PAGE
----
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Primary healthcare of death: How failed PHCs in Imo put lives at risk

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…No doctors, toilets, chairs, beds or drugs; •Women shun centres
…We are appraising all the PHCs to strengthen them — State Commissioner for Health

By Chioma Obinna

When Amara Obi rushed her 4-year-old son  to the Primary Healthcare Centre, PHC, in Obokwe in Ozuzu autonomous community, Ngor Okpala Local Government Area of Imo State, she was unprepared for what she saw.

Amara, who resided in Port Harcourt, Rivers State, had accompanied a friend to the community for a social event a couple of days earlier.

But her son had taken ill  shortly after arrival and was running high body temperature. Medicines purchased from a nearby chemist had no effect and when the  boy began convulsing later in the day, she  decided to take him to  the community health centre.

However, on arrival at the centre, Amara was shocked at the dilapidated state of the facility.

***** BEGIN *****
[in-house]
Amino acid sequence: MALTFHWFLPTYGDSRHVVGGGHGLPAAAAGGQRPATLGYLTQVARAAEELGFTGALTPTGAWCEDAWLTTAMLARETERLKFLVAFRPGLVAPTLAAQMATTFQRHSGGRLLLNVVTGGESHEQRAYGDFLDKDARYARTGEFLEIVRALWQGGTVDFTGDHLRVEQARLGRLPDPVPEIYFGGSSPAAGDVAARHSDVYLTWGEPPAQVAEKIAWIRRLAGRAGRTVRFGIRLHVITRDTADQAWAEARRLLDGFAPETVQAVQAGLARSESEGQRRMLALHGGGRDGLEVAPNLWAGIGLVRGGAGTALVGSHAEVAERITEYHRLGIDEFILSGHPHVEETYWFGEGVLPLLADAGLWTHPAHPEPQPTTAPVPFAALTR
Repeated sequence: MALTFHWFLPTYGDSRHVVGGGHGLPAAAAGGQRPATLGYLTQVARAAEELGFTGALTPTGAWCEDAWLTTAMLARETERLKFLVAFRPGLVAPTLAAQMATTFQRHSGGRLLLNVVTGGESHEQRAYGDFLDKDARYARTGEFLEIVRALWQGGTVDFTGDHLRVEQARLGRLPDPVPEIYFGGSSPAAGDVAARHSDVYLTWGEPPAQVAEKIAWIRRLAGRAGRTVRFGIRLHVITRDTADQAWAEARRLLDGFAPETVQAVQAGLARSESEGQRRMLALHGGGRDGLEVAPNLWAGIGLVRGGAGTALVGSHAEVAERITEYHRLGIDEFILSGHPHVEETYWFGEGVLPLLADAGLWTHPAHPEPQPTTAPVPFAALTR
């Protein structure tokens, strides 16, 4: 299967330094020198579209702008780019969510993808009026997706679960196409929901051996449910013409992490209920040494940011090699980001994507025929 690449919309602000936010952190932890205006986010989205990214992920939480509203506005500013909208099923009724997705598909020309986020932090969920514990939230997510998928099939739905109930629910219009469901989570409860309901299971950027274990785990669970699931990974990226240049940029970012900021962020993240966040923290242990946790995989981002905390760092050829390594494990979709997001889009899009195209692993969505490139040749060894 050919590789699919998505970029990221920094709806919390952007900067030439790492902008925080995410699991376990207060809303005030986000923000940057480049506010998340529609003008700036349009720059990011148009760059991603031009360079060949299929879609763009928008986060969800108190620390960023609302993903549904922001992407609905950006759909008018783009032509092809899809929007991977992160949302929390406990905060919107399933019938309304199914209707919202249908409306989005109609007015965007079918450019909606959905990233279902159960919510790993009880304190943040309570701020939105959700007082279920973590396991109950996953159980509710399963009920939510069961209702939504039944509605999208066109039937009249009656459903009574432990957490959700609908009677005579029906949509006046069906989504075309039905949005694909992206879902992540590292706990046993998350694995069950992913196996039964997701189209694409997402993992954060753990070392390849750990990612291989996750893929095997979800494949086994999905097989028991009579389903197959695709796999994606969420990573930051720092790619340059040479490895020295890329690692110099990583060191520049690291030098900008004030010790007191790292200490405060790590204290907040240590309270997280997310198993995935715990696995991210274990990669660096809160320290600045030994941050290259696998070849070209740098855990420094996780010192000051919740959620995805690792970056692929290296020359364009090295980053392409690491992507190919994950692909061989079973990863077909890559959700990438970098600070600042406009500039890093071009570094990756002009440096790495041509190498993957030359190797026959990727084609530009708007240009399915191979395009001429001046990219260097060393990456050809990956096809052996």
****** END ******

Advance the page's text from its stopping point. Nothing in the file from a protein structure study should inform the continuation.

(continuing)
“We met just one  nurse there and even though she tried to attend to us, the place was an eyesore,” Amara recounted.

“Apart from the nurse, there was no doctor or any other medical staff. There were no beds,  no laboratory, no drugs.  I could not leave my child in that place so we left.” Amara was in dilemma.

The only other hospital within reach was in Owerri, several kilometres away through an almost impassable road that turned a 20-minute journey into an odyssey.

“I had no choice. I begged  someone to help look for a commercial motorcycle operator that took us down to Ulakwu from where we boarded a bus to Owerri. Only God saved my son,” she sighed.

Such is the daunting circumstances faced by residents of  Ozuzu autonomous community.

Although there are 29 PHCs in  Ngor Okpala,  most of them are decrepit and disused. They are like abandoned town halls. The terrible state of these facilities brings to the fore the failure of the administration to take  healthcare closer to the people, particularly in the rural areas where the majority reside.